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Pulitzer Center Update May 1, 2019

DC Students Learn News Skills at PBS NewsHour

Image by Zach Fannin. Russia, 2017.

PBS NewsHour goes inside Russia for a series that explores everything from the bilateral...

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DC Students explore the PBS NewsHour set. Image by Fareed Mostoufi. USA, 2019.

The WETA offices and studios in Arlington, Virginia opened their doors to the Pulitzer Center, McKinley Middle School and Takoma Park Education Campus on February 6th for an in-depth look at how news is produced for television. Prior to their arrival at the WETA studio, students from both schools had received a pre-visit lesson highlighting all the work that goes into reporting and producing taped segments for PBS NewsHour. They learned about the differences between A-roll and B-roll, what a journalist does and how producers collaborate with reporters to visualize research. They then explored an episode of the Peabody award-winning NewsHour series “Inside Russia,” which was supported by the Center, to evaluate how producer Zach Fannin and special correspondent Nick Schifrin applied visual storytelling skills to their exploration of how different communities in Russia view President Vladimir Putin. The students would later be joined by Schifrin at the WETA offices.

The day at WETA began with a presentation by Pulitzer Center’s Senior Education Manager Fareed Mostoufi, who reintroduced visual storytelling concepts from the pre-field trip lesson and introduced Bridget Ganske and Bill Swift from PBS NewsHour’s Student Reporting Labs. To begin their deep dive into all things news, the students then spoke directly with Schifrin about how and why he became a journalist, the importance of asking good questions and the challenge of finding good stories. Schifrin emphasized the importance of telling stories that most people may not have heard of and being willing to ask questions that might make people uncomfortable. Following this discussion one student noted that she, “...would love to go to Russia and see this for myself." After learning the interviewer side of the story, students worked with Switft to learn how to actually set up and film an interview. After learning about these two essential elements of a broadcast news story, students were already expanding their understanding of possibile careers in news. One enthusiastic student from each school had the opportunity to be interviewed by Schifrin. Questions included, “What are your hobbies?” and "What do you want people to know about your community?”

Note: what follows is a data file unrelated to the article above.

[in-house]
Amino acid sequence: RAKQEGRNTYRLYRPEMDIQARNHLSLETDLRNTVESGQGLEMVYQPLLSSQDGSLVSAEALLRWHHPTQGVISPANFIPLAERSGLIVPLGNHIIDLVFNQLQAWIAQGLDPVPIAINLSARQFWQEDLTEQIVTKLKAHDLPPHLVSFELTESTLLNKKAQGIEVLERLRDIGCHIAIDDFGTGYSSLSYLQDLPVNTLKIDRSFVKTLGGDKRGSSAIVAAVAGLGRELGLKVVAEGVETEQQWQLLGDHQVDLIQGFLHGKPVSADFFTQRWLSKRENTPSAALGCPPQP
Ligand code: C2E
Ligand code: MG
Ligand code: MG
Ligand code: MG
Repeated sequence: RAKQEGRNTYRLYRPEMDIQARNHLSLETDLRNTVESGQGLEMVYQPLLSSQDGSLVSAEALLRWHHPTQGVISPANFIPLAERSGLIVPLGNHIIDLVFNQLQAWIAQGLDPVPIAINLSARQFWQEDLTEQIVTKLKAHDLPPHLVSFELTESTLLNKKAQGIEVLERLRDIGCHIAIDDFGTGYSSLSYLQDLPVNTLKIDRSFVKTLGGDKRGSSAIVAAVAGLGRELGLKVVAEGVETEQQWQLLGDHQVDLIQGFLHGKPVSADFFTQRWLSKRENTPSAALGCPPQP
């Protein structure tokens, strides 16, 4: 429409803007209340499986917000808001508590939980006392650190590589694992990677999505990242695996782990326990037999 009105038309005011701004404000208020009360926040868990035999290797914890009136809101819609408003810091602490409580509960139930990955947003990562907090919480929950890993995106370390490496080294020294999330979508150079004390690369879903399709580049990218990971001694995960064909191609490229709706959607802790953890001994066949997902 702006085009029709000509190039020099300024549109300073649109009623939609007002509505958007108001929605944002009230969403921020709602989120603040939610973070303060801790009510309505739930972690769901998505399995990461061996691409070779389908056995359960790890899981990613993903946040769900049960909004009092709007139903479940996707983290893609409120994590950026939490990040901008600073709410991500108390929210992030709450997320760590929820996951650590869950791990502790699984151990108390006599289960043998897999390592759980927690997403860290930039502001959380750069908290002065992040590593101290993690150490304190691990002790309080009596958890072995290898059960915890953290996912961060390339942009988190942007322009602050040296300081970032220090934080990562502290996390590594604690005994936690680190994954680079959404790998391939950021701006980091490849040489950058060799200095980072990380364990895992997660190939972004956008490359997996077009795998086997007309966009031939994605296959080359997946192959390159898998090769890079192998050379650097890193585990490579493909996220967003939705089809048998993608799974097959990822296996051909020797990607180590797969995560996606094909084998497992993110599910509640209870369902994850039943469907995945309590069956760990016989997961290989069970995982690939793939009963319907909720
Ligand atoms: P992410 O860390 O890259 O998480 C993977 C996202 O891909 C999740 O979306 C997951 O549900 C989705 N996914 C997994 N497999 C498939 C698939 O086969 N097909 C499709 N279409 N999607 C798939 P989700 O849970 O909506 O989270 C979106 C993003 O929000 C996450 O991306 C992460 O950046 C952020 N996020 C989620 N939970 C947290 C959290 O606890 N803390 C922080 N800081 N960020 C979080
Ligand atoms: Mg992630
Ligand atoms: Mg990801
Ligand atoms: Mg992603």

Observing the set up and short interview allowed the two student volunteers who followed to practice their own interview skills. As one volunteer conducted the interview while the another held the camera, all students could see how to apply the abstract concepts discussed up to this point.

While interview practice was the highlight of the day for many students, others were most engaged while touring the WETA studios. Beginning in the control room and ending on the set of “Washington Week,” students learned about the myriad of jobs that go into producing any given piece of television news. This realization can help open up a new understanding of potential careers in media. Speaking to experts in the control room, as well as lighting designers on the NewsHour set, helped highlight how those with more technical, or more artistic inclinations could find unique and interesting work in the world of news.

Pulitzer Center staff returned to classrooms after the field trip to support students in using what they had learned about visual storytelling to develop plans for taped segments depicting the stories of their schools and communities. At Takoma Education Campus, one class planned the research and interviews that they would need for a segment on the impacts of police using violence against protestors in DC. They decided that they would need to seek out interviews with protesters and police officers. They would also need to find footage of protests, and shoot their own establishing and action shots to support their interviews. Through this workshop, students were introduced to a whole world of potential careers and methods for storytelling. Hopefully one day soon, the world will see them telling their own stories on a much larger scale.

This field trip was supported by the DC Commission on the Arts and Humanities, which receives support from the National Endowment for the Arts. For more information on opportunities to connect students to underreported stories and the journalists who cover them, contact the Pulitzer Center education team by emailing [email protected].


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